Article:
1 Introduction

The future wellbeing of billions of rural people hinges on transforming food systems to improve equity, nutrition, environmental sustainability, and resilience. This article addresses what we believe are three blind spots in the collective understanding of rural poverty and vulnerability in the global South. First is a narrow yet widespread focus on extreme poverty and hunger that hides a wider set of inequalities and vulnerabilities. The second is insufficient recognition of the diversity of rural households with many of their livelihoods increasingly depending on a mix of on- and off-farm income sources alongside food production for self-consumption. The third is an inadequate appreciation of the impact of rapid structural changes in markets, the physical environment and the political economic context. A better understanding of these areas is necessary to design new policies that align progress on rural poverty alleviation with a wider transformation of food systems.

The purpose of this article is to provide a conceptual framing of the linkages between rural wellbeing and food systems transformation and to present data that illustrates the scale and nature of the challenges faced by policy makers. While elements of this analysis are established and understood in the academic literature, in our view, significant gaps remain in integrating and synthesising such understanding in ways that are accessible to policy makers. We argue the need for a wider and more nuanced debate about the linkages between food systems, rural poverty, and small-scale agriculture.

In the low- and middle-income countries, nearly 3.4 billion people still live in rural areas (UNDESA, 2019) and most still depend to varying degrees on agriculture and food systems for their livelihoods. Critically, this rural population includes the large majority of those who are extremely and moderately poor and/or undernourished (UNDESA, 2021). Despite rapid urbanisation, large or increasing rural populations will be a reality for most low- and middle-income countries for the foreseeable future (ibid). Meeting the Sustainable Development Goals, in particular SDG One (Poverty) and SDG Two (Hunger), and a longer-term agenda of “leaving no-one behind” will require properly addressing the linkages between rural people’s wellbeing and food systems (FAO, 2017b).

In this chapter we use the concept of rural wellbeing (OECD, 2020a) to bring a holistic and integrated perspective of how changing food systems influence rural people’s lives and security. The COVID-19 pandemic and the locust outbreaks across East Africa highlight how vulnerable rural people are to various forms of shocks to food and economic systems. Climate change driven extreme weather events, natural disasters and pest and disease outbreaks affecting both humans and agriculture are likely to increase, possibly dramatically, over the coming decades (Calicioglu et al., 2019; Gregory et al., 2009; Marvin et al., 2013). These events have the potential to seriously affect vast numbers of rural people, hampering efforts to reduce existing poverty, pushing people back into poverty and potentially creating large scale humanitarian crises (Islam & Winkel, 2017; Nicoson et al., 2019). Creating more resilient food systems is central to buffering against these shocks and vulnerabilities affecting the rural poor.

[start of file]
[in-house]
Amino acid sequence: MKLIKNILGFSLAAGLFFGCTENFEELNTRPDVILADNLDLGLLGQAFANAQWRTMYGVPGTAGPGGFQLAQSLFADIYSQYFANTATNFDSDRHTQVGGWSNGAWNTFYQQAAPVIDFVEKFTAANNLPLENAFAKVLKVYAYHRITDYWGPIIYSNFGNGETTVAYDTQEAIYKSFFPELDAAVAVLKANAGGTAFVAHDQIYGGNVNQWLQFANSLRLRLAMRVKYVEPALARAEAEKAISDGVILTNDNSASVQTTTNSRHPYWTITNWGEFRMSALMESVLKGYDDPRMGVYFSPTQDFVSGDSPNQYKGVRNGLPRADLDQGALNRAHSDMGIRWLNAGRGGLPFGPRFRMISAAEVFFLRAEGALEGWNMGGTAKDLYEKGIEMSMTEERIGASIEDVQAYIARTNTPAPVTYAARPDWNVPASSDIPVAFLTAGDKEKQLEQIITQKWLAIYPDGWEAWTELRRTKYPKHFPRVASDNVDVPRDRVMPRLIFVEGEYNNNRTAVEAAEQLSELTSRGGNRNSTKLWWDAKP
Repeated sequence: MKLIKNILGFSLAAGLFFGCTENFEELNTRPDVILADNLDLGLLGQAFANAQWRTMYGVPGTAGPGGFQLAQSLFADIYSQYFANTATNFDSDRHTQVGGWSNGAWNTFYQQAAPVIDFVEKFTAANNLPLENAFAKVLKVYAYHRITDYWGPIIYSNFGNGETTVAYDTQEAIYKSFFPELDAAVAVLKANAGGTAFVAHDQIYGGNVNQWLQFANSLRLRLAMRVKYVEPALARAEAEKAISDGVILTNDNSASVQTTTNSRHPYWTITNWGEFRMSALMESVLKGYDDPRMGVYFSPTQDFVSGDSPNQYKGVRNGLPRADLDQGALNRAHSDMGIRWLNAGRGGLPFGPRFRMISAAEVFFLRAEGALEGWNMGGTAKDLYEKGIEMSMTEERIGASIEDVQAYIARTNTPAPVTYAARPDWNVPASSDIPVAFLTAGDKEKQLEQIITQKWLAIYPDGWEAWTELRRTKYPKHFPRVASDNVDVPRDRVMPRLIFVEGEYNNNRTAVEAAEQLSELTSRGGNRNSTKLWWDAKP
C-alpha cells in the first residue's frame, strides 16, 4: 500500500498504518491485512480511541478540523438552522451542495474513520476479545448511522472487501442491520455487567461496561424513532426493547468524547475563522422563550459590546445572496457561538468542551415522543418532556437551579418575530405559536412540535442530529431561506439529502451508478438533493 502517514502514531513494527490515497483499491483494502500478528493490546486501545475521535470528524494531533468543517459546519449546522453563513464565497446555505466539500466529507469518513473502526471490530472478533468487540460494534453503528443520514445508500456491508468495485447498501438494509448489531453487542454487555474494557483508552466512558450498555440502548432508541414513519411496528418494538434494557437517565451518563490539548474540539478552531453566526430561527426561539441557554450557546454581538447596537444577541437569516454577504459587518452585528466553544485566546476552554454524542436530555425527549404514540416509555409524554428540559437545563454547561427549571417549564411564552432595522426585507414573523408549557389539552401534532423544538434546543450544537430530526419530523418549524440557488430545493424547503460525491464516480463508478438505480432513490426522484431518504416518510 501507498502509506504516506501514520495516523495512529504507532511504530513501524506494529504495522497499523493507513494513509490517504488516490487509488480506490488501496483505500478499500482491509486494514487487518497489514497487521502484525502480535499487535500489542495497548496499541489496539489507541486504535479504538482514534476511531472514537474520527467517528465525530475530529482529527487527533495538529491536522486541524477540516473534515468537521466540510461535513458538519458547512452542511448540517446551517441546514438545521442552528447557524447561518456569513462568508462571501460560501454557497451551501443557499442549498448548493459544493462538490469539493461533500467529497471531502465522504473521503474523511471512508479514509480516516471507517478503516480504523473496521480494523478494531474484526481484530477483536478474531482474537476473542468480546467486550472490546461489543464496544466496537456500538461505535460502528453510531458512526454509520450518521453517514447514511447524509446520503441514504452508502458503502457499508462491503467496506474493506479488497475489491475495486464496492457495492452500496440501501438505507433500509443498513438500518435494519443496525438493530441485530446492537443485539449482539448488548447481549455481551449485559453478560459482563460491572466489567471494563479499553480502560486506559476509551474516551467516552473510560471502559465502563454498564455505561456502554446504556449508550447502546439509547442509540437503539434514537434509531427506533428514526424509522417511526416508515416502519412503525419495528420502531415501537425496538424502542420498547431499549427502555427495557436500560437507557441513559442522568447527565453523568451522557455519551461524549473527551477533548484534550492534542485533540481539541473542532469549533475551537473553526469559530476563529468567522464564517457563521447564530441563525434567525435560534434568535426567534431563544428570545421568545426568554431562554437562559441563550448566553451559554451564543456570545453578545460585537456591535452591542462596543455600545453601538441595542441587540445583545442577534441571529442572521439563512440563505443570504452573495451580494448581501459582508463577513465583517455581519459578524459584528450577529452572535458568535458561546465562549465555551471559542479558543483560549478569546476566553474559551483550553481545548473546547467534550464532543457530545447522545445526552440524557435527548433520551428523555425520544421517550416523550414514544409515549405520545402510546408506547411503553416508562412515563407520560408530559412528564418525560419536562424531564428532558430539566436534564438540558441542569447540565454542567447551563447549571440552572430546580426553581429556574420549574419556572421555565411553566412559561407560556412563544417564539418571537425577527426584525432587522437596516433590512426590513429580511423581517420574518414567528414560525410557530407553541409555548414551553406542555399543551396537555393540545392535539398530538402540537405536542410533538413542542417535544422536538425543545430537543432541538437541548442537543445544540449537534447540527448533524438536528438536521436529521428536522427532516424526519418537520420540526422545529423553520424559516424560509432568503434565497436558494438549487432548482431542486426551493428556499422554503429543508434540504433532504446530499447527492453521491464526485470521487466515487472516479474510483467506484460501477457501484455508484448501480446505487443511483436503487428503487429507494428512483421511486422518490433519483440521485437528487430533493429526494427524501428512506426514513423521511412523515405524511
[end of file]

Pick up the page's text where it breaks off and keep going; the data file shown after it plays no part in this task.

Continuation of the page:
Poor rural people have opportunities and face risks as food systems change and from the implications of the call for a food systems transformation. On the one hand, growing demand for food in general and for higher value and more nutritious food products can be a substantial driver of rural economic development (Pawlak & Kołodziejczak, 2020). On the other there is the risk that these economic opportunities will be captured by a minority. To avoid this, governments will need policies to ensure that opportunities result in inclusive rural economic development. There is also the risk that solutions for the current nutritional and environmental failings of the food system come at a cost rather than a benefit to the rural poor, for example through standards that smaller producers find difficult to meet.

This article explores three important dimensions of the relationship between food systems and rural wellbeing: livelihoods, nutrition and vulnerability. Livelihood refers to the resources, financial and other, that people are able to attain to meet their needs such as food, health, education, housing and leisure (UNDP, 2010). Nutrition refers to people’s overall food and nutrition security (Hwalla et al., 2016). Vulnerability refers to people’s capacity (or lack thereof) to sustain their wellbeing in the face of risks and shocks be they from climate change, declining natural resources, disease outbreaks, market instability or political instability (O’Brien et al., 2007; Parry et al., 2007; Porter et al., 2014).

This article argues that rural wellbeing must be understood against the backdrop of diversifying patterns of employment and income. It makes little sense to speak of the ‘rural poor’ or ‘small-scale farmers’ as a homogenous group. Different strategies and policies are needed, tailored to the specific needs of different groups living in different contexts. This article explicitly focuses on rural households rather than just farming households. There is no doubt that small-scale family farming is critical to the future of food systems and rural wellbeing (P. Hazell et al., 2010; HLPE, 2013; Hwalla et al., 2016; IFPRI, 2020; Wiggins et al., 2010). However, it is also apparent that very large numbers of small-scale farmers will be unable to make a viable living from farming alone (Fan & Rue, 2020; Gneiting, 2018). A much more nuanced understanding of the diversity of small-scale farming is needed, along with a more integrated perspective of on and off-farm livelihood options.